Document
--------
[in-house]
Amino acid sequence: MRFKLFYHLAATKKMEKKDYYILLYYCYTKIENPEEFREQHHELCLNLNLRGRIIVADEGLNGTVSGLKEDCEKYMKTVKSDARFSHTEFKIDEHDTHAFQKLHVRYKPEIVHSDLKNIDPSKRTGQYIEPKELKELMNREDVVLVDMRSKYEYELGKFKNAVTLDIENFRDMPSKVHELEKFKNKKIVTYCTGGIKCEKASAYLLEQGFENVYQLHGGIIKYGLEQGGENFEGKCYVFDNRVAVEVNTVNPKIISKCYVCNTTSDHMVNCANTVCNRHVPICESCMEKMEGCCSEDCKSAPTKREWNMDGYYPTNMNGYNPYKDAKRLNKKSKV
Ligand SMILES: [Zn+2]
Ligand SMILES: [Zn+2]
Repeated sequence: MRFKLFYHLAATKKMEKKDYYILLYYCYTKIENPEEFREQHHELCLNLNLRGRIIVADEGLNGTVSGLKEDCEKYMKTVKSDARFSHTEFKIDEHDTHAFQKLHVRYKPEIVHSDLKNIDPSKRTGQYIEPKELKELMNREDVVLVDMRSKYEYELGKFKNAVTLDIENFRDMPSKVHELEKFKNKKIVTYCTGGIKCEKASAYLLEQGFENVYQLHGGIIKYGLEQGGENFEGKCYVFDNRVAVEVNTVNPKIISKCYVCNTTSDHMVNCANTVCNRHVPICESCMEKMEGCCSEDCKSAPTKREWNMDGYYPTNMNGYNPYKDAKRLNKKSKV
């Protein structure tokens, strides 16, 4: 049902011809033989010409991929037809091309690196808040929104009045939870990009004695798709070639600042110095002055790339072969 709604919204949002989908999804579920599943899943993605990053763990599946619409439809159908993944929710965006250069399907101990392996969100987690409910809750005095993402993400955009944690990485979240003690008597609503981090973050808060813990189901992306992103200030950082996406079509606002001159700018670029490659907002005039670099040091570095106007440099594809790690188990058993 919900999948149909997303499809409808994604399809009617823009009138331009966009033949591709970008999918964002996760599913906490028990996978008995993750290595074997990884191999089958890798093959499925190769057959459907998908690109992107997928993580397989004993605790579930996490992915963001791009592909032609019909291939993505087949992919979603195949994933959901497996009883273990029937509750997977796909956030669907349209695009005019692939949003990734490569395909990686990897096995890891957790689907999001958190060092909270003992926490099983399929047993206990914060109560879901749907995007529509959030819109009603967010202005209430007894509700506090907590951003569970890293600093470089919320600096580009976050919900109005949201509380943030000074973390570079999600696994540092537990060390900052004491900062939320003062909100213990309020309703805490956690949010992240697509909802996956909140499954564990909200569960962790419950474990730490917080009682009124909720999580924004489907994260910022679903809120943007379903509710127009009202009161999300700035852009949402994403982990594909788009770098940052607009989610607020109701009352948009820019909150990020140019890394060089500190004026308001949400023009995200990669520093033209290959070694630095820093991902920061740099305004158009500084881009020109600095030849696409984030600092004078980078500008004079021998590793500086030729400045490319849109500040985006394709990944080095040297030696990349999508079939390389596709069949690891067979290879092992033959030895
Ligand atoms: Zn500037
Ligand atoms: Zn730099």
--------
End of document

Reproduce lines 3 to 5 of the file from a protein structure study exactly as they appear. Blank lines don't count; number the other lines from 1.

Ligand SMILES: [Zn+2]
Ligand SMILES: [Zn+2]
Repeated sequence: MRFKLFYHLAATKKMEKKDYYILLYYCYTKIENPEEFREQHHELCLNLNLRGRIIVADEGLNGTVSGLKEDCEKYMKTVKSDARFSHTEFKIDEHDTHAFQKLHVRYKPEIVHSDLKNIDPSKRTGQYIEPKELKELMNREDVVLVDMRSKYEYELGKFKNAVTLDIENFRDMPSKVHELEKFKNKKIVTYCTGGIKCEKASAYLLEQGFENVYQLHGGIIKYGLEQGGENFEGKCYVFDNRVAVEVNTVNPKIISKCYVCNTTSDHMVNCANTVCNRHVPICESCMEKMEGCCSEDCKSAPTKREWNMDGYYPTNMNGYNPYKDAKRLNKKSKV